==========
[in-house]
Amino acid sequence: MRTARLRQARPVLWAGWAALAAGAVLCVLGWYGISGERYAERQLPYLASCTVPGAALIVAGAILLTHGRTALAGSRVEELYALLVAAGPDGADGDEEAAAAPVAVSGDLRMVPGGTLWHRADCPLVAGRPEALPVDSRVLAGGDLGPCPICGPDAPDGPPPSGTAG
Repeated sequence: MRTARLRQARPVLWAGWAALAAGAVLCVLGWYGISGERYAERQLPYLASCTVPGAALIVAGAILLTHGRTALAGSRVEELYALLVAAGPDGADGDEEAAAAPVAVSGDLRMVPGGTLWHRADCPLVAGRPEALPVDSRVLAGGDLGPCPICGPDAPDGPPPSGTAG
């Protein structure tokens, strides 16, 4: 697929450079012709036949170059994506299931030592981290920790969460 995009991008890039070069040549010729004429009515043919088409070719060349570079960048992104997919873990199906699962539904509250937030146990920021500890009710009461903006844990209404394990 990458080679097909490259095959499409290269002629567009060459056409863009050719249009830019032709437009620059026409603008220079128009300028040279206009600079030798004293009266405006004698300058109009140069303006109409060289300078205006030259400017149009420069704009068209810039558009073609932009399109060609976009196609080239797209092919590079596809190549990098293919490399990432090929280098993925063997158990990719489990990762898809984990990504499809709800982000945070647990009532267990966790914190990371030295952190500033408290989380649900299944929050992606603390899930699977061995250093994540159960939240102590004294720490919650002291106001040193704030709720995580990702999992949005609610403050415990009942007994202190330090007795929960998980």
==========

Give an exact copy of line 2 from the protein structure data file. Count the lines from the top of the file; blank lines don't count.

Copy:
Amino acid sequence: MRTARLRQARPVLWAGWAALAAGAVLCVLGWYGISGERYAERQLPYLASCTVPGAALIVAGAILLTHGRTALAGSRVEELYALLVAAGPDGADGDEEAAAAPVAVSGDLRMVPGGTLWHRADCPLVAGRPEALPVDSRVLAGGDLGPCPICGPDAPDGPPPSGTAG